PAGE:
Warp Vision's Video Catalogue
Over the past 15 years, London's Warp Records has become arguably the foremost experimental-electronic label and geek magnet. Avoiding stagnation, Warp has no trademark sound or style, but its A&R team consistently nabs artists doing the most interesting work in their fields. These keen aesthetics also apply to most of the videos made on Warp's dime.
Warp Vision gathers 32 videos shot since the company's 1989 inception. Some--especially those helmed by Chris Cunningham--are notoriously shocking and have even been aired on MTV (Aphex Twin's "Come to Daddy" and "Windowlicker," Squarepusher's "Come on My Selector," Autechre's "Second Bad Vilbel"). Cunningham melds grotesque imagery (mainly superimposing Aphex's distorted visage onto kids' and hoochies' bodies) and hilarious parodies of typical videos to burn vivid scenarios into your mind.
The earliest videos (such as Sweet Exorcist's "Testone" and LFO's "LFO") feature primitive Pong graphics, computer schematics, motherboards, solarized, frantically flickering images, and footage of outer space set to bleepy armchair techno. Funny how these once-futuristic images and sounds are now pure nostalgia fodder. As we progress through the '90s, the vids get more sophisticated, ludicrous, full of incongruous images; Dadaist approaches become commonplace and almost everything seems shot to enhance your drug buzz.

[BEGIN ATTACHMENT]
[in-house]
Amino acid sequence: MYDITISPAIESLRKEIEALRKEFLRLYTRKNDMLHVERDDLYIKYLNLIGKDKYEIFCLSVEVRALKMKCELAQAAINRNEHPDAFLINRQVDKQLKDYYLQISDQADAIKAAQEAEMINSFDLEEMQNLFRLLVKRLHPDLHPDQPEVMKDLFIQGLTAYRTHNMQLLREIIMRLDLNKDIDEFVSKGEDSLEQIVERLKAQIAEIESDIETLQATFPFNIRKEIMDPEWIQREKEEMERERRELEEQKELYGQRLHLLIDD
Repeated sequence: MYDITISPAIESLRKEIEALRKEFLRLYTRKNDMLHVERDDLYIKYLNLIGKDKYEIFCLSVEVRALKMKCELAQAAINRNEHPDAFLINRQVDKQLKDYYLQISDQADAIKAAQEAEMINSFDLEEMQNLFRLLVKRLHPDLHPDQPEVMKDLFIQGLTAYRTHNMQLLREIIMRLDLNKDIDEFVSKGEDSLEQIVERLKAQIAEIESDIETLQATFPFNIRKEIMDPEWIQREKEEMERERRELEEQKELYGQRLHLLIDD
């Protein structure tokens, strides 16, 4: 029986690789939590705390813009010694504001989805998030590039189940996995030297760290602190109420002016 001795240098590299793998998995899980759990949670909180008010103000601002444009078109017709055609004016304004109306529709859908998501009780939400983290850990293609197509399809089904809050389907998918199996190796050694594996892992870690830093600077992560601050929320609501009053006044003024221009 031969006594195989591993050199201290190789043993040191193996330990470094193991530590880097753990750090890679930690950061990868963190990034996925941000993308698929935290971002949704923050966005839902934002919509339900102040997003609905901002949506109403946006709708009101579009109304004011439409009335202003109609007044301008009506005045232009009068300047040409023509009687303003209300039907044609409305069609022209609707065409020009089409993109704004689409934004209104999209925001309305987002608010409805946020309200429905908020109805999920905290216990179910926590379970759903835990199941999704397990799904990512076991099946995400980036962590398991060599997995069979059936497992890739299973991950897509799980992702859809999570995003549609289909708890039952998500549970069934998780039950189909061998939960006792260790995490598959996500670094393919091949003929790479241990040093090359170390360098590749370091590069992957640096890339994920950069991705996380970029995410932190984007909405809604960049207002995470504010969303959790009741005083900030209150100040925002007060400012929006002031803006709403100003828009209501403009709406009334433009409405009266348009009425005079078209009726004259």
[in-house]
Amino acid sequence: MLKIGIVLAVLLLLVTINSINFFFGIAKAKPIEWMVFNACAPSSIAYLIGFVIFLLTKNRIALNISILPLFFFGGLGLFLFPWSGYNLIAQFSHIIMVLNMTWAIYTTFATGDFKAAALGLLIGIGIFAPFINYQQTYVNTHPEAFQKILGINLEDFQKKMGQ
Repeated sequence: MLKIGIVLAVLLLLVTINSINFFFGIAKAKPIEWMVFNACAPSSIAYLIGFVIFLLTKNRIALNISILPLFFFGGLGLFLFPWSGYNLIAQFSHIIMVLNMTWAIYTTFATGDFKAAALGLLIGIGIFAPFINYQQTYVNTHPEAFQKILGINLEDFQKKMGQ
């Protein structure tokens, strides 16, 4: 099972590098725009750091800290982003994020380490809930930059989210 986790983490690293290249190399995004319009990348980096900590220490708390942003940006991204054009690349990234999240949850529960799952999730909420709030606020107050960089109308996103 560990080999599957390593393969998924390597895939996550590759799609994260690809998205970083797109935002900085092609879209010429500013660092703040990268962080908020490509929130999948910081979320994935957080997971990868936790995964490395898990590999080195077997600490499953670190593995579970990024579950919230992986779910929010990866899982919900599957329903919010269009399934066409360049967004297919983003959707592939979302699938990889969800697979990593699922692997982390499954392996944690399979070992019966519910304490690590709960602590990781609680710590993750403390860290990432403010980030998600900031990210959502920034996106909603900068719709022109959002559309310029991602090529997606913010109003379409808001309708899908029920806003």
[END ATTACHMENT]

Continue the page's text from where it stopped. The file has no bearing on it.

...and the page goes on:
Obviously, with this many works, quality varies wildly. While the musical tracks are almost always excellent, some of their visual counterparts only detract from the audio goodness (see Chris Clark's "Gob Coitus," in which insects besiege a man in a basement, and Jamie Lidell's "The City," in which he sings while shaving). Besides Cunningham's wicked send-up of blingin' hiphop vids ("Windowlicker"), the most memorable film is Alex Rutterford's perfect realization of Autechre's "Gantz Graf." It's the antithesis of most directors' cult-of-personality approach and perfectly mirrors Autechre's inhumanly complex and harsh sonic astrophysics.
Warp Vision comes with a bonus CD megamix by DJs Buddy Peace and Zilla, who masterly represent the label's dynamic range and stringent quality control.